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May 1950

ANOXIC ENCEPHALOPATHY FOLLOWING POLIOMYELITIS: Report of a Case

Author Affiliations

KANSAS CITY, KAN.

From the Departments of Neurology and Pediatrics of the University of Kansas School of Medicine.

Arch NeurPsych. 1950;63(5):774-789. doi:10.1001/archneurpsyc.1950.02310230096009
Abstract

IN A RECENT study of bulbar poliomyelitis1 the conclusion was reached that many of the cerebral symptoms are secondary manifestations of anoxia2 rather than the result of direct injury to the cortex by the virus. The present paper is a report on the histologic study of a fatal case in which peculiar psychic disturbances resulted from a severe diffuse encephalopathy, ostensibly of anoxic origin.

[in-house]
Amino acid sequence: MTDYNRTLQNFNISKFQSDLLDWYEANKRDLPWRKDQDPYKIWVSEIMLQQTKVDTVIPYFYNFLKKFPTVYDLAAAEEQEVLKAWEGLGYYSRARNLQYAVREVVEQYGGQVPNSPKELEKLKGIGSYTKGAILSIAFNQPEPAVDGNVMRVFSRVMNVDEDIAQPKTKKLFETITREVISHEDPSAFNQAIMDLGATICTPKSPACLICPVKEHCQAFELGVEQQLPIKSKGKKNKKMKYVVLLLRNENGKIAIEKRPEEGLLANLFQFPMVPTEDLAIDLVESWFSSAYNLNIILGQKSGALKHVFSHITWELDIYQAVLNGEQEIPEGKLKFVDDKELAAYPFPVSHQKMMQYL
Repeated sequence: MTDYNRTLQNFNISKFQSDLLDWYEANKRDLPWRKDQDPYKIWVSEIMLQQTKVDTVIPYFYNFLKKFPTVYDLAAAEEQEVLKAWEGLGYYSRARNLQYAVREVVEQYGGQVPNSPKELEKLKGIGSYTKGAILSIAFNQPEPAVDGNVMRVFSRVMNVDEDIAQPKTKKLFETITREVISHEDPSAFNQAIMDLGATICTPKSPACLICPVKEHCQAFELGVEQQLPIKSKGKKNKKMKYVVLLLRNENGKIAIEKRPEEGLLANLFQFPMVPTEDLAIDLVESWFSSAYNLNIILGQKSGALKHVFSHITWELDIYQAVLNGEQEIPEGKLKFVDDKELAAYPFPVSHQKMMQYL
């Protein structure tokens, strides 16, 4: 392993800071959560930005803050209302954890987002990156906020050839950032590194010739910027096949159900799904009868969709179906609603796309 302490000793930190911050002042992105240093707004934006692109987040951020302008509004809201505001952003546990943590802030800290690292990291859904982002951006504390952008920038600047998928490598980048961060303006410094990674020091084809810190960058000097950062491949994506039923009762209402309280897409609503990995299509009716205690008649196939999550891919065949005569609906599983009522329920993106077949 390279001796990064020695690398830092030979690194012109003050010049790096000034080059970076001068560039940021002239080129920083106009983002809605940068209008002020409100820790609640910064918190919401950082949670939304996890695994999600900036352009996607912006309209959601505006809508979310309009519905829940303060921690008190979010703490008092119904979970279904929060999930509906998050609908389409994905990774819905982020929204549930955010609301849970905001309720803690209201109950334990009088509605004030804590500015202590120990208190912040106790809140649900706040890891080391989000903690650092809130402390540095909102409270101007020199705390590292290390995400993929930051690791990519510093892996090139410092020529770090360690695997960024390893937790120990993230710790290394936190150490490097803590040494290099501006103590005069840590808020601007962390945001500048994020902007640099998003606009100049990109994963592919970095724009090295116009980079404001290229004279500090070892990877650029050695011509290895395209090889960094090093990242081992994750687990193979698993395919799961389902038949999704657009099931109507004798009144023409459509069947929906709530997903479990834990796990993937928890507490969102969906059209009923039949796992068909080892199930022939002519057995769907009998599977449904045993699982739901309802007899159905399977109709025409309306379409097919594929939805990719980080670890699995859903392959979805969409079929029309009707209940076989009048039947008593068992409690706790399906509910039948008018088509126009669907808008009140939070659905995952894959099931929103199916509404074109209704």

REPORT OF CASE 

Clinical History.  —M. P., a girl aged 10 years, was admitted to the pediatric service of the University of Kansas Medical Center (Dr. Herbert Miller), on July 26, 1946. On July 23 she had complained of sore throat and began to have a fever. A local physician gave her sulfonamide drugs, but her fever continued. On July 25 she began to vomit and complained of headache and stiffness of the neck, and her temperature rose to 102 F. (38.9 C.). No

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